Student achievement in Jefferson County Schools, as reflected in yearly student proficiency scores, cannot and will not rise with a narrowly-focused curriculum and instructional model that takes the easy road of promoting programs for students and schools that are already achieving. The hard work, the necessary work, is to broaden the focus on students and schools that are not currently achieving.

This requires a different focus, a new perspective, and, yes, a new lens through which to view and address student achievement in Jefferson County Schools.

I propose a four-point plan in support of broader student achievement.

Effective Instructional Leadership – The School Board needs to take responsibility, as outlined in state law, to provide “a proper framework and the governance strategies” for monitoring and improving student achievement. They oversee the school superintendent, the assistant superintendent for curriculum and instruction, all 5 coordinators of differing levels of curriculum and instruction, and school principals, who have the leadership responsibility for improving student achievement. There is a need to examine and evaluate the current multi-level curriculum and instruction model that continuously delivers poor results.

Data-driven Strategies – There is no shortage of gathering data. In fact, a few years back, when the high schools’ coordinator position was being refilled, it was decided to make them not only responsible for overall academics at two high schools, but to saddle them with the responsibility of being an “instructional data analyst for secondary mathematics,” which includes middle schools. That is a tall order. In short, there is data available. Yet, there is no meaningful follow through in effective use of the data to drive instruction and improve student achievement.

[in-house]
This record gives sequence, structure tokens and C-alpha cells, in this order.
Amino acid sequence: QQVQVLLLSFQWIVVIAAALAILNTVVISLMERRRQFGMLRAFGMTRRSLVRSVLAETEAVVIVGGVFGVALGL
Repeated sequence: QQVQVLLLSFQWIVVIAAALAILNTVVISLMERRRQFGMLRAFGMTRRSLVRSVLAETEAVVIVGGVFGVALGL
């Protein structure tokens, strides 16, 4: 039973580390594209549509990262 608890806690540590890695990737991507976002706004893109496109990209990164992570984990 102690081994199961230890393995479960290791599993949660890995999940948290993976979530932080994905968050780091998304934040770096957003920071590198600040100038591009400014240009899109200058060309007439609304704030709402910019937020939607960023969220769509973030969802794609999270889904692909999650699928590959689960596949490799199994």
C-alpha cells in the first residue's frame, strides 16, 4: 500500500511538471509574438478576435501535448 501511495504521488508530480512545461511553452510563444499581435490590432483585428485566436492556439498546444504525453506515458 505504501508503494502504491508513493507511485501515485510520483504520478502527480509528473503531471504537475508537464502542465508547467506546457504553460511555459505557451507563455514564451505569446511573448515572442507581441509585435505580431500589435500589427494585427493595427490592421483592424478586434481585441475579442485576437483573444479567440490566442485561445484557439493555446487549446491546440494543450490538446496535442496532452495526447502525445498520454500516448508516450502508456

Meaningful Parent and Family Engagement — Parent and family engagement is recognized as a key to student achievement. It is not enough to say, we try, without working to identify the barriers that exist to greater participation of parents and family, including socio-economic circumstances. I advocate a sustained outreach to engage parents and families to help them meaningfully understand how to monitor their child’s progress and how to work with educators to expand student opportunities and student achievement. I propose a Parent/Family Academy focused on strengthening parental and family engagement in support of student success now and in the future.

Professional Development in support of student achievement – There is a clear need to revamp how Jefferson County Schools delivers professional development for educators in the 21st century overall, but there is a glaring need for purposeful and focused professional development to the benefit of teachers in support of student achievement. A one-off professional development falls short. Data exists for instructional leaders from the school board and superintendent, through a level of curriculum and instruction coordinators, to school principals.  What is missing is ongoing and relevant professional development that engages and empowers teachers. Let’s not forget that teachers are knowledgeable and licensed professionals. They are dedicated, underpaid, and love their jobs and students. They are in the best position to evaluate the data, add their classroom experience to enhance the usefulness of the data, and to deliver on the goal of increased student achievement.